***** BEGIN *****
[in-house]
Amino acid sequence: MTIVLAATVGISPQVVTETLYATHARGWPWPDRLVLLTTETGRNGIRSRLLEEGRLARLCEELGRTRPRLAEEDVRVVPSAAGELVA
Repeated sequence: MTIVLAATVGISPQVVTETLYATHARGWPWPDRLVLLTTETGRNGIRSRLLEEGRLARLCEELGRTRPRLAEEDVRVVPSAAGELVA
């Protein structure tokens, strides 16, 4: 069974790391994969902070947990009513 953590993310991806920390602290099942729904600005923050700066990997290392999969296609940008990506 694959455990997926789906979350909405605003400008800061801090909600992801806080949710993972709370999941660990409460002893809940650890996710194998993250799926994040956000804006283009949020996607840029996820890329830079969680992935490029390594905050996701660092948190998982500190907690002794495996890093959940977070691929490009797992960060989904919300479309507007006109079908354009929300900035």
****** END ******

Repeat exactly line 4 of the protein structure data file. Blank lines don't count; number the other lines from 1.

């Protein structure tokens, strides 16, 4: 069974790391994969902070947990009513 953590993310991806920390602290099942729904600005923050700066990997290392999969296609940008990506 694959455990997926789906979350909405605003400008800061801090909600992801806080949710993972709370999941660990409460002893809940650890996710194998993250799926994040956000804006283009949020996607840029996820890329830079969680992935490029390594905050996701660092948190998982500190907690002794495996890093959940977070691929490009797992960060989904919300479309507007006109079908354009929300900035």